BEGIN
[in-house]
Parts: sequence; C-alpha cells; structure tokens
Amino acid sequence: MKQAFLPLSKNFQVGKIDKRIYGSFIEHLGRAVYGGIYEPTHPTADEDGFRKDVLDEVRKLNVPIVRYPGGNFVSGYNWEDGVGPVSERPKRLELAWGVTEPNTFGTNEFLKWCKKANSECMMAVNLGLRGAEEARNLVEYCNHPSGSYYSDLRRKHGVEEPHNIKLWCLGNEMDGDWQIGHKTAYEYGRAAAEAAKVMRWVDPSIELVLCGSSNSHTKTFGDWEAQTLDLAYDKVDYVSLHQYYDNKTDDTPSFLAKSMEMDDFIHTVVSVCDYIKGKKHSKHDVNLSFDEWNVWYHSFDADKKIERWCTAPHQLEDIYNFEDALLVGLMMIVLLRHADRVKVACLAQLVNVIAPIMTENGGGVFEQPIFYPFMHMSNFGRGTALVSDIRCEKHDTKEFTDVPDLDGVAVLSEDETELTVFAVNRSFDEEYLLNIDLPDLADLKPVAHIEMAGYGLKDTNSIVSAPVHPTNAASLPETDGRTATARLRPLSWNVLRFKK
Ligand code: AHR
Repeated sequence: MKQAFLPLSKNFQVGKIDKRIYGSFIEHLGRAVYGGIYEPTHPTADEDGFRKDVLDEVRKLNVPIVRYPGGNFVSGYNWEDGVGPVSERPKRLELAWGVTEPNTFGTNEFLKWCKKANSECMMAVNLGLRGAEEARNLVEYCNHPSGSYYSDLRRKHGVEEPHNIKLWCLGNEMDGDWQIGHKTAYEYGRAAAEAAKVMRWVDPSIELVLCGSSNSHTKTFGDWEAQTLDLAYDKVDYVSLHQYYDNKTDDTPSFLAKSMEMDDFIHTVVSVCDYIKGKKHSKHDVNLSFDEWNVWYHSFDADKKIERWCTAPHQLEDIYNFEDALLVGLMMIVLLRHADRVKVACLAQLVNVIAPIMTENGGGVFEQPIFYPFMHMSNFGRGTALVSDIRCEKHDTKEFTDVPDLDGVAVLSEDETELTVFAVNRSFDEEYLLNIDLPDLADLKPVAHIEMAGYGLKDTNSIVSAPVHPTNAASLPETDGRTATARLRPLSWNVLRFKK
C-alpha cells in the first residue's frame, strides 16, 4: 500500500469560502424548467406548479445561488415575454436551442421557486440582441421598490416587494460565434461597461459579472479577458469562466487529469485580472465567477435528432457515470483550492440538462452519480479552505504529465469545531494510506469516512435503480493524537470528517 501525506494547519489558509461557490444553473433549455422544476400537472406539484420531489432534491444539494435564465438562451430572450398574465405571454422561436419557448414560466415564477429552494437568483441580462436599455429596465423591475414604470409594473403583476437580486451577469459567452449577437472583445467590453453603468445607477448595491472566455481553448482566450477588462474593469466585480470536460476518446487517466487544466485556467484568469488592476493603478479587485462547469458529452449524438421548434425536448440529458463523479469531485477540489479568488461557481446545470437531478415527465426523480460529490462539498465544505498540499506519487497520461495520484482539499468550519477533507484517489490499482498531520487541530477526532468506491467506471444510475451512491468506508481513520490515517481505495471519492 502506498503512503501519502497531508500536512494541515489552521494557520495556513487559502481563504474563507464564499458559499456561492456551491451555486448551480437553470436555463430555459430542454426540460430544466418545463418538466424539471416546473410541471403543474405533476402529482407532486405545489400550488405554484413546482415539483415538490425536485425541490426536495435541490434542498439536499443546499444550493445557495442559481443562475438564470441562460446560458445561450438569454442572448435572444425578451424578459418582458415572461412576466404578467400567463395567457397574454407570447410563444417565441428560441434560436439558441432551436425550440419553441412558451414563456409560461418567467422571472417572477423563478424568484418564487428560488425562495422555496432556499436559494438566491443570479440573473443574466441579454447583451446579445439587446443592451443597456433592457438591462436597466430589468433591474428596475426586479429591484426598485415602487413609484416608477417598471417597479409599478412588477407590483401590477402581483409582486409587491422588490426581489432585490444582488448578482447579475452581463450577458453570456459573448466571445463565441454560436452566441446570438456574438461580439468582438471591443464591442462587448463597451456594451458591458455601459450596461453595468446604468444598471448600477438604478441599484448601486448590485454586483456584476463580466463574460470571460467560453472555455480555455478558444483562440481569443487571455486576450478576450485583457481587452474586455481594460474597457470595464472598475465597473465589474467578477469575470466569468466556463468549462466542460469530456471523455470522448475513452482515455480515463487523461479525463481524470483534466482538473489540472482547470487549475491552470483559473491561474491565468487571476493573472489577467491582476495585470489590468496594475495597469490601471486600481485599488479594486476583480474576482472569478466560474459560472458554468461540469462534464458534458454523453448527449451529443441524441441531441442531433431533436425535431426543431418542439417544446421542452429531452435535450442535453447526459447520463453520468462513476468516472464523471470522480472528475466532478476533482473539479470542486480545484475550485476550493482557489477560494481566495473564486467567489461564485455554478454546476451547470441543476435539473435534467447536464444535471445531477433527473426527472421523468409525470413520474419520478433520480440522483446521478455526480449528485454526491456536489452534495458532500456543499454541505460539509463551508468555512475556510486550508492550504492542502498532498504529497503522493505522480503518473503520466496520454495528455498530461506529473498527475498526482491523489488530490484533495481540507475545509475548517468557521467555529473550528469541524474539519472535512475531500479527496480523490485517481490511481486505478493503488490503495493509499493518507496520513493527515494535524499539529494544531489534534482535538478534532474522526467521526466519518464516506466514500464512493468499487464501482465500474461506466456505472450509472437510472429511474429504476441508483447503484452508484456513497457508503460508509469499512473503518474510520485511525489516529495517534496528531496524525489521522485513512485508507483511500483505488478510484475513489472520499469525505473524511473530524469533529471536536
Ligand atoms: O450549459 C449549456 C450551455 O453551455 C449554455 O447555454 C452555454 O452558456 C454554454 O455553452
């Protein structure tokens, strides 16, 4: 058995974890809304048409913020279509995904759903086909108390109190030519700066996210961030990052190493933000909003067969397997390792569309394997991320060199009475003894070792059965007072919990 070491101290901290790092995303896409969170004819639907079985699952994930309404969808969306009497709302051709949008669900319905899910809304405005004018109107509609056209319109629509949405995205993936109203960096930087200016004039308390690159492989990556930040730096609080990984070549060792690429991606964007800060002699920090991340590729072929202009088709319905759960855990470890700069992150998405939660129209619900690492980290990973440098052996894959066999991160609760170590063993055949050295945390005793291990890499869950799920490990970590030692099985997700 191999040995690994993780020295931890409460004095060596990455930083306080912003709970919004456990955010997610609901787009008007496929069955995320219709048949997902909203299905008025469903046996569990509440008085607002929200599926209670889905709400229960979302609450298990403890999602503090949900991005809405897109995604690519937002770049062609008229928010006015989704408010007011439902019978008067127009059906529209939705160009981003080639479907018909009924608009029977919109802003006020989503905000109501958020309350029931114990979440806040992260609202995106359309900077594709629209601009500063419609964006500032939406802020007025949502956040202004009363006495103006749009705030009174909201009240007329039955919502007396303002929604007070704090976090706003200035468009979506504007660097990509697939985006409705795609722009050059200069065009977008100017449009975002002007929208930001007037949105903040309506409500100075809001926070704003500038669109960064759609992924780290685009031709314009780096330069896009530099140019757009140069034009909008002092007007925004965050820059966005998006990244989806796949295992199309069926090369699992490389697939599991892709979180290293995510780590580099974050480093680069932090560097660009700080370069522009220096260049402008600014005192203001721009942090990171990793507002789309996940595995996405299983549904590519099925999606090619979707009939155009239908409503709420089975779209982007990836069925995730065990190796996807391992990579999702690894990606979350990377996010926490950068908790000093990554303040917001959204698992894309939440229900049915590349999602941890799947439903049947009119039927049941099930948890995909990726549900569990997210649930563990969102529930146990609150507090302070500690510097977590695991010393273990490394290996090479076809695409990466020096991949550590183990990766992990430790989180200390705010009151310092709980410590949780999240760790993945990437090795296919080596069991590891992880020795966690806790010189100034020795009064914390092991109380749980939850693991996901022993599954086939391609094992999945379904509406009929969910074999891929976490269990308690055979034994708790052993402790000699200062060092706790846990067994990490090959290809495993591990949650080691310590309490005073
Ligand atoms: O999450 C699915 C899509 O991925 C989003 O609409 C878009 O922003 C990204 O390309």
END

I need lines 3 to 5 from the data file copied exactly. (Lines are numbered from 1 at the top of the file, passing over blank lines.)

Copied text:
Amino acid sequence: MKQAFLPLSKNFQVGKIDKRIYGSFIEHLGRAVYGGIYEPTHPTADEDGFRKDVLDEVRKLNVPIVRYPGGNFVSGYNWEDGVGPVSERPKRLELAWGVTEPNTFGTNEFLKWCKKANSECMMAVNLGLRGAEEARNLVEYCNHPSGSYYSDLRRKHGVEEPHNIKLWCLGNEMDGDWQIGHKTAYEYGRAAAEAAKVMRWVDPSIELVLCGSSNSHTKTFGDWEAQTLDLAYDKVDYVSLHQYYDNKTDDTPSFLAKSMEMDDFIHTVVSVCDYIKGKKHSKHDVNLSFDEWNVWYHSFDADKKIERWCTAPHQLEDIYNFEDALLVGLMMIVLLRHADRVKVACLAQLVNVIAPIMTENGGGVFEQPIFYPFMHMSNFGRGTALVSDIRCEKHDTKEFTDVPDLDGVAVLSEDETELTVFAVNRSFDEEYLLNIDLPDLADLKPVAHIEMAGYGLKDTNSIVSAPVHPTNAASLPETDGRTATARLRPLSWNVLRFKK
Ligand code: AHR
Repeated sequence: MKQAFLPLSKNFQVGKIDKRIYGSFIEHLGRAVYGGIYEPTHPTADEDGFRKDVLDEVRKLNVPIVRYPGGNFVSGYNWEDGVGPVSERPKRLELAWGVTEPNTFGTNEFLKWCKKANSECMMAVNLGLRGAEEARNLVEYCNHPSGSYYSDLRRKHGVEEPHNIKLWCLGNEMDGDWQIGHKTAYEYGRAAAEAAKVMRWVDPSIELVLCGSSNSHTKTFGDWEAQTLDLAYDKVDYVSLHQYYDNKTDDTPSFLAKSMEMDDFIHTVVSVCDYIKGKKHSKHDVNLSFDEWNVWYHSFDADKKIERWCTAPHQLEDIYNFEDALLVGLMMIVLLRHADRVKVACLAQLVNVIAPIMTENGGGVFEQPIFYPFMHMSNFGRGTALVSDIRCEKHDTKEFTDVPDLDGVAVLSEDETELTVFAVNRSFDEEYLLNIDLPDLADLKPVAHIEMAGYGLKDTNSIVSAPVHPTNAASLPETDGRTATARLRPLSWNVLRFKK